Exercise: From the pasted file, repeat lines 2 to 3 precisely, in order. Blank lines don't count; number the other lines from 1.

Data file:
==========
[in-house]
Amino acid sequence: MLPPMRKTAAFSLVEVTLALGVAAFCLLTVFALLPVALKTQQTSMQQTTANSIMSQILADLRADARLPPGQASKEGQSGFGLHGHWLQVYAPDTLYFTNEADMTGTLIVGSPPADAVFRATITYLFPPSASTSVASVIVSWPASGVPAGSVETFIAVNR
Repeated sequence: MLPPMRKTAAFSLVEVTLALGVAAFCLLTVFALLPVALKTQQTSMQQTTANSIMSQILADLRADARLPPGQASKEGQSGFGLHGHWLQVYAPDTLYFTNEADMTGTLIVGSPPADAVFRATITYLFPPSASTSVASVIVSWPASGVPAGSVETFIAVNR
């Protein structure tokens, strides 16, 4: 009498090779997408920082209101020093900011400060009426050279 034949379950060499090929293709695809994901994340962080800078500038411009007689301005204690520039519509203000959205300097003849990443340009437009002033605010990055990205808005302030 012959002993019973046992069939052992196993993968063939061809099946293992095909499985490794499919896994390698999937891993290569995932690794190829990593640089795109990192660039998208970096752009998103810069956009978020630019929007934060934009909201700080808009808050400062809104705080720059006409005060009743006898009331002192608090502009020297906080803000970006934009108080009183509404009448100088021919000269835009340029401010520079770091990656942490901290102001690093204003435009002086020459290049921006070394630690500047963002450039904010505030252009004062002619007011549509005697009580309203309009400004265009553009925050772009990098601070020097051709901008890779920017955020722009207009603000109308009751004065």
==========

Amino acid sequence: MLPPMRKTAAFSLVEVTLALGVAAFCLLTVFALLPVALKTQQTSMQQTTANSIMSQILADLRADARLPPGQASKEGQSGFGLHGHWLQVYAPDTLYFTNEADMTGTLIVGSPPADAVFRATITYLFPPSASTSVASVIVSWPASGVPAGSVETFIAVNR
Repeated sequence: MLPPMRKTAAFSLVEVTLALGVAAFCLLTVFALLPVALKTQQTSMQQTTANSIMSQILADLRADARLPPGQASKEGQSGFGLHGHWLQVYAPDTLYFTNEADMTGTLIVGSPPADAVFRATITYLFPPSASTSVASVIVSWPASGVPAGSVETFIAVNR